Dream out loud’: Amsterdam’s Stedelijk Museum hosts designs for a better future

Cocktail Carpets 2, by We Make Carpets, 2015
'Dream Out Loud: Designing for a Better Future' is a landmark exhibtion, launching at the Stedelijk Museum in Amsterdam this weekend. Pictured: Cocktail Carpets 2, by We Make Carpets, 2015
(Image credit: press)

Wallpaper* doesn't have a reliable crystal ball. But if we did it would probably be designed by Swarovski, and it would no doubt unveil a catalogue of works from a new exhibition at Amsterdam's Stedelijk Museum.

'Dream Out Loud: Designing for Tomorrow's Demands' questions what the next generation will need and desire. The extensive group show – featuring no less than 27 emerging and established designers – is an eclectic romp through their REM worlds, allowing us privileged access to their wildest design dreams.

The emphasis is on conceptualisation rather than immediate functionality. Curator Lennart Booij explains, 'Idealism is not new to design, but now we’re seeing a change of emphasis: the focus has shifted from the design object to the idea itself.' This new wave of 'social design' is abundantly present throughout the gallery – in Pieter Stoutjesdijk's prototype self-building house, for instance. He dreamt up the concept in response to the devastating Haiti earthquake in 2010, particularly for residences in Port au Prince. The home is made from 122 'Eco boards' that can be produced locally and sustainably from grass, reeds or pruning chips, while a bowl-shaped roof collects rainwater.

Other featured projects are physically smaller, but pack an equally powerful punch; like Studio Formafantasma's recreation of their 2014 installation De Natura Fossilium, documenting two years' worth of research into bio-based polymer packaging, which reconstitutes lava into decorative glass.

The exhibition goes on to address a range of environmental and socio-politcal issues. Even the projects that seem like they're created for pure aesthetics comment on larger global issues. We Make Carpets' vivid tapestry of cocktail umbrellas, for instance, recognises the creative potential of things we use once, then needlessly throw away.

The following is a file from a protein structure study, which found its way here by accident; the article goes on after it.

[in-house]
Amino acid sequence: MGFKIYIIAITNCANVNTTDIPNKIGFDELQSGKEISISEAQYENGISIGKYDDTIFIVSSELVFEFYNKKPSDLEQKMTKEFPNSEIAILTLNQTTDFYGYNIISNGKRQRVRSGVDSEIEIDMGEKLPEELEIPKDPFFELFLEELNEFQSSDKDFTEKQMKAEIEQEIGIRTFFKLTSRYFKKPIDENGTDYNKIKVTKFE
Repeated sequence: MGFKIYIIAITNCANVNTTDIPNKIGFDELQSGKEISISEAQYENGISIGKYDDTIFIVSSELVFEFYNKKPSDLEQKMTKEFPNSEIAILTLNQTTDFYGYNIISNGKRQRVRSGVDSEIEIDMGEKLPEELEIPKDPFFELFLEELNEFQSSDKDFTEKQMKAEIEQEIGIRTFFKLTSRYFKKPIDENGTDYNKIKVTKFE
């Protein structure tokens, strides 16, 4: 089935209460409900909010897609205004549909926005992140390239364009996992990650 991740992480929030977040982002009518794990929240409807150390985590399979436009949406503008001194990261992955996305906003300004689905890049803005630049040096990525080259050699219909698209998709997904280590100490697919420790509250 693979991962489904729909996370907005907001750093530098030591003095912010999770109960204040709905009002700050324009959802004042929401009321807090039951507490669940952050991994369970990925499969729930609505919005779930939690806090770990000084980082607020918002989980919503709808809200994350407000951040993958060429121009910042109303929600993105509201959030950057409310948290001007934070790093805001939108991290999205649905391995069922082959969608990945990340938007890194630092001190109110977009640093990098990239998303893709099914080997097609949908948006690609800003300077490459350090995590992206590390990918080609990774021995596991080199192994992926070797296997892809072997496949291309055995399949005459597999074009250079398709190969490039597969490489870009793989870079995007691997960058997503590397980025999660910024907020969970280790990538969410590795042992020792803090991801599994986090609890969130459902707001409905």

Despite the sobriety and immediacy of the global problems addressed by the exhibition, one leaves with a sense of hope. Each project is optimistic and each designer determined. It's exciting to see. Booij says of these encouraging works, 'It's all about bringing the seemingly impossible a step closer to reality. Social design responds to complex societal issues. And that’s of enormous relevance.'

De Natura Fossilium, by Studio Formafantasma, 2014

The exhibition features 27 designers, both established and emerging, addressing what the next generation will need and desire, while trying to come up with solutions to global problems through design. Pictured: De Natura Fossilium, by Studio Formafantasma, 2014

(Image credit: press)

The Ocean Cleanup project

Being tested this year in the North Sea, Boyan Slat’s innovative, crowdfunded The Ocean Cleanup project (pictured) collects floating plastic and debris, to be collected and shipped onshore for recycling

(Image credit: press)

Shelter for Haiti

Pieter Stoutjesdijk’s prototype self-building house has been constructed in the museum in life-size. The home is made from 122 ’Eco boards’ that can be produced locally and sustainably from grass, reeds or pruning chips, while the bowl-shaped roof collects rainwater. Pictured: Shelter for Haiti, by Pieter Stoutjesdijk, 2013

(Image credit: press)

In Vitro Meat Cookbook,

Designers Next Nature Network explore ways in which in vitro (or cultured) meat can be used in the kitchen, after the first cultured hamburger was produced at Maastricht University back in 2013. Pictured: In Vitro Meat Cookbook, by Next Nature Network, 2014

(Image credit: press)

Fibre Placement Chair, by Marleen Kaptein, 2014

Design duo Kaptein Roodnat has teamed up with the Netherlands Aerospace Centre for their eco, carbon fibre chair. It has a delicate texture reminiscent of dragonfly wings, and was created with an advanced tool known as a carbon fibre placement machine, most often used in space travel. Pictured: Fibre Placement Chair, by Marleen Kaptein, 2014

(Image credit: press)

Phenomenon, by Pieke Bergmans, 2016

Pieke Bergman’s mesmerising lightwork uses inert natural gasses that emit light when subject to compression. The result is this tube of otherwordly blue light dancing across the screen. Pictured: Phenomenon, by Pieke Bergmans, 2016

(Image credit: press)

INFORMATION

’Dream Out Loud: Designing for Tomorrow’s Demands’ is on view from 26 August until 1 January 2017. For more information, visit the Stedelijk Museum website (opens in new tab)

ADDRESS

Stedelijk Museum
Museumplein 10
1071 DJ, Amsterdam

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Elly Parsons is the Digital Editor of Wallpaper*, where she oversees Wallpaper.com and its social platforms. She has been with the brand since 2015 in various roles, spending time as digital writer – specialising in art, technology and contemporary culture – and as deputy digital editor. She was shortlisted for a PPA Award in 2017, has written extensively for many publications, and has contributed to three books. She is a guest lecturer in digital journalism at Goldsmiths University, London, where she also holds a masters degree in creative writing. Now, her main areas of expertise include content strategy, audience engagement, and social media.